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Pharmacoepidemiol Drug Saf. 2009 Oct;18(10):923-31. doi: 10.1002/pds.1798.

Selective and non-selective non-steroidal anti-inflammatory drugs and the risk of acute kidney injury.

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Center for Health Quality, Outcomes, and Economic Research, Edith Nourse Rogers Memorial Veterans Hospital, Bedford, MA 01730, USA.



Use of non-steroidal anti-inflammatory drugs (NSAID) is associated with risk of acute kidney injury (AKI). Risk of AKI may vary with selectivity of the NSAID, but this has not been studied in a large cohort where AKI was assessed directly from laboratory data. The objective was to compare AKI risk between selective and non-selective NSAIDs using a laboratory-based definition of AKI.


We conducted a retrospective nested case-control study in the U.S. Department of Veterans Affairs health care system. From a cohort of 1 459 271 new NSAID users, we identified 22 824 cases of AKI (97% male; mean age: 63 years), and 336 734 matched controls between 2000 and 2006. AKI was defined as a creatinine increase of greater than 50%.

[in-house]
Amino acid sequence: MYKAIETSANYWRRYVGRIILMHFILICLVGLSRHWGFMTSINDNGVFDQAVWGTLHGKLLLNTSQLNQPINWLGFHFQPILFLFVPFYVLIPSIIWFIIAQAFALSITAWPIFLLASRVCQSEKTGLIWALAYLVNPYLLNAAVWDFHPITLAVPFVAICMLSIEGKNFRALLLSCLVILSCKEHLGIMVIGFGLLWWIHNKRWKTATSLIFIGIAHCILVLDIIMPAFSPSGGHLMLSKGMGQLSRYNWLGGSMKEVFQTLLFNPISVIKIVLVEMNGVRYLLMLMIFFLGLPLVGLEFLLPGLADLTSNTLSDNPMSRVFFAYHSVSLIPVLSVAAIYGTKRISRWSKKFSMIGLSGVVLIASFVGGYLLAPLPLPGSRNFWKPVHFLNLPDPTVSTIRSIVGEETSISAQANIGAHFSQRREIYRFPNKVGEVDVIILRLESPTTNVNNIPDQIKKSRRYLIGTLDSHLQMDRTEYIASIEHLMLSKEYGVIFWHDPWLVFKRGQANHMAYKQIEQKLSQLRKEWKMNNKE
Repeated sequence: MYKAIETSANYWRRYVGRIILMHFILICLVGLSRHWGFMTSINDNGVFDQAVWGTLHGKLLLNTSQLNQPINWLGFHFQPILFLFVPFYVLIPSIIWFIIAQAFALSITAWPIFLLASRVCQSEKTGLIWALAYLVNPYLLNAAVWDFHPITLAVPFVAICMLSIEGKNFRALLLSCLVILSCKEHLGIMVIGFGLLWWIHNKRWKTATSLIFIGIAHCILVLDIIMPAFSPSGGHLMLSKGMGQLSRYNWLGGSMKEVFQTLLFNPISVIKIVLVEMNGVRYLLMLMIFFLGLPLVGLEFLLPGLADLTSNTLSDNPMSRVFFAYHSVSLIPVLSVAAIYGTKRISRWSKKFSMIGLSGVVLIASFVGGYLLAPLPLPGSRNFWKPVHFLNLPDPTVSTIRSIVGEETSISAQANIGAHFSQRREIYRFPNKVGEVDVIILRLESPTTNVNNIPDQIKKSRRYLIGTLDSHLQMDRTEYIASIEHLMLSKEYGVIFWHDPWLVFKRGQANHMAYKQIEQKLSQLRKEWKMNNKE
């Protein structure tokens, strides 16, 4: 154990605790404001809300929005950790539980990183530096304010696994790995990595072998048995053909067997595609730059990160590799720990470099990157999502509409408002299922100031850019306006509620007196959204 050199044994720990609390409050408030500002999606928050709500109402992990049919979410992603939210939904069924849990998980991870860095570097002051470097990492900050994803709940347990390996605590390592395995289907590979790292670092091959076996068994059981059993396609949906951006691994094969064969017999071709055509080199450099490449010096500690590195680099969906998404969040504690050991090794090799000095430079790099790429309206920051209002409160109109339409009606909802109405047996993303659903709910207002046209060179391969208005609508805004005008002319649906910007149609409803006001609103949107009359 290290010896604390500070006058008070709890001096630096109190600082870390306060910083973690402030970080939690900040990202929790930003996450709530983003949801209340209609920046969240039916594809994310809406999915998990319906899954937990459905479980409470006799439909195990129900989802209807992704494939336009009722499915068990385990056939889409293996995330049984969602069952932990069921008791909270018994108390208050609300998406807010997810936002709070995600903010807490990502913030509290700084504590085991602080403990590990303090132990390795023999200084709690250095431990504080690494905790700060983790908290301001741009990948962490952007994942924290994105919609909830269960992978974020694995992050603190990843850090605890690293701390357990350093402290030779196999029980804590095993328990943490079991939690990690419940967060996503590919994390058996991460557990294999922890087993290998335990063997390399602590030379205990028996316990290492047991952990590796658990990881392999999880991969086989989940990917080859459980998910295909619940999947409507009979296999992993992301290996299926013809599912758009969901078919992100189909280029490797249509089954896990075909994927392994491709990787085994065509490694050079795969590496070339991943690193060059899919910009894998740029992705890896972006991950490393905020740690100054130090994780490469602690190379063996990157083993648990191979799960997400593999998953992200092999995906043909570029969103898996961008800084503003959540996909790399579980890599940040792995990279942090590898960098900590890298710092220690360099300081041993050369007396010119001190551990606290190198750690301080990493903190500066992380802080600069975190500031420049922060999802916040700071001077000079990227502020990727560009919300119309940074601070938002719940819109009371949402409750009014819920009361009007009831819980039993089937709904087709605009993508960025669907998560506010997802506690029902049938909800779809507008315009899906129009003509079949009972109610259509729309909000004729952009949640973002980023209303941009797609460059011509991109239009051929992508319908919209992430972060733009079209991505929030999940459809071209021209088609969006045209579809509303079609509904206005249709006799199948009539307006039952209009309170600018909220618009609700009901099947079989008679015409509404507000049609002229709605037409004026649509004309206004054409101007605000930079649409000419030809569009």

We found higher risk of AKI in new users of any single NSAID (adjusted odds ratio = 1.82; 95%CI: 1.68, 1.98) compared to non-users without recent use. The risk of AKI varied among different NSAIDs with risk generally increasing with decrease in selectivity: rofecoxib (0.95; 0.64, 1.42), celecoxib (0.96; 0.63, 1.47), meloxicam (1.13; 0.63, 2.05), etodolac (1.31; 1.08, 1.59), diclofenac (1.11; 0.84, 1.48), piroxicam (1.53; 1.05, 2.23), salsalate (1.51; 1.22, 1.87), sulindac (1.61; 1.12, 2.30), ibuprofen (2.25, 2.04, 2.49), naproxen (1.72; 1.52, 1.95), high dose aspirin (3.64; 2.46, 5.37), indomethacin (1.94; 1.56, 2.42), keterolac (2.07; 1.78, 2.41). Those using multiple NSAIDs appeared to have higher risk (2.90; 2.62, 3.22).


This study provides evidence that risk of AKI may be lower with more selective agents than with naproxen or other non-selective NSAIDs.

[Indexed for MEDLINE]

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